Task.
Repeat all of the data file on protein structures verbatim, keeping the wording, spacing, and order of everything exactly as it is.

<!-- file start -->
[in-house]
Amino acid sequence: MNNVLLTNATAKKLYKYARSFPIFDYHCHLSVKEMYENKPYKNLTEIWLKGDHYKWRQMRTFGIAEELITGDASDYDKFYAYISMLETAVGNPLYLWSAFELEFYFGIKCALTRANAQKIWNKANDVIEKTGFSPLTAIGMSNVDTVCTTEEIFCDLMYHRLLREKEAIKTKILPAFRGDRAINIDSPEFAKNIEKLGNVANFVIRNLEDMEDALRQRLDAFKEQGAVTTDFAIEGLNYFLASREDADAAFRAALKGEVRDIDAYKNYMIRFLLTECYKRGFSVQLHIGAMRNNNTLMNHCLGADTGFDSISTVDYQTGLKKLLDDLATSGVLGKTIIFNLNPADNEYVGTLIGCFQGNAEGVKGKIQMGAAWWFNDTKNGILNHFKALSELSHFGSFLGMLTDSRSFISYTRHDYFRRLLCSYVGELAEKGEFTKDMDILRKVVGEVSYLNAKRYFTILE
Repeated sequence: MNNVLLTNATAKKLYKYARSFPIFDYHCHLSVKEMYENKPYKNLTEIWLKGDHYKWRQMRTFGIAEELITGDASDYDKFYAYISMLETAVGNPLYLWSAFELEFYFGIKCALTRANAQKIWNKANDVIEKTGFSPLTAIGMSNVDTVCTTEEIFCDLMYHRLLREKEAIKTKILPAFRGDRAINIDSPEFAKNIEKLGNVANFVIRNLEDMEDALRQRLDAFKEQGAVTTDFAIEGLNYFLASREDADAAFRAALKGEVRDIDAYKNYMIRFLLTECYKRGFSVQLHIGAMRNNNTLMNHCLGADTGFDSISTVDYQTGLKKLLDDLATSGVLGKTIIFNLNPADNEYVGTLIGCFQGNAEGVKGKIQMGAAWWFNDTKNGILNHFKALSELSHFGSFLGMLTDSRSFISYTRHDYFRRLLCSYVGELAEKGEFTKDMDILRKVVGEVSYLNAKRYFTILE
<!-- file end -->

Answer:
[in-house]
Amino acid sequence: MNNVLLTNATAKKLYKYARSFPIFDYHCHLSVKEMYENKPYKNLTEIWLKGDHYKWRQMRTFGIAEELITGDASDYDKFYAYISMLETAVGNPLYLWSAFELEFYFGIKCALTRANAQKIWNKANDVIEKTGFSPLTAIGMSNVDTVCTTEEIFCDLMYHRLLREKEAIKTKILPAFRGDRAINIDSPEFAKNIEKLGNVANFVIRNLEDMEDALRQRLDAFKEQGAVTTDFAIEGLNYFLASREDADAAFRAALKGEVRDIDAYKNYMIRFLLTECYKRGFSVQLHIGAMRNNNTLMNHCLGADTGFDSISTVDYQTGLKKLLDDLATSGVLGKTIIFNLNPADNEYVGTLIGCFQGNAEGVKGKIQMGAAWWFNDTKNGILNHFKALSELSHFGSFLGMLTDSRSFISYTRHDYFRRLLCSYVGELAEKGEFTKDMDILRKVVGEVSYLNAKRYFTILE
Repeated sequence: MNNVLLTNATAKKLYKYARSFPIFDYHCHLSVKEMYENKPYKNLTEIWLKGDHYKWRQMRTFGIAEELITGDASDYDKFYAYISMLETAVGNPLYLWSAFELEFYFGIKCALTRANAQKIWNKANDVIEKTGFSPLTAIGMSNVDTVCTTEEIFCDLMYHRLLREKEAIKTKILPAFRGDRAINIDSPEFAKNIEKLGNVANFVIRNLEDMEDALRQRLDAFKEQGAVTTDFAIEGLNYFLASREDADAAFRAALKGEVRDIDAYKNYMIRFLLTECYKRGFSVQLHIGAMRNNNTLMNHCLGADTGFDSISTVDYQTGLKKLLDDLATSGVLGKTIIFNLNPADNEYVGTLIGCFQGNAEGVKGKIQMGAAWWFNDTKNGILNHFKALSELSHFGSFLGMLTDSRSFISYTRHDYFRRLLCSYVGELAEKGEFTKDMDILRKVVGEVSYLNAKRYFTILE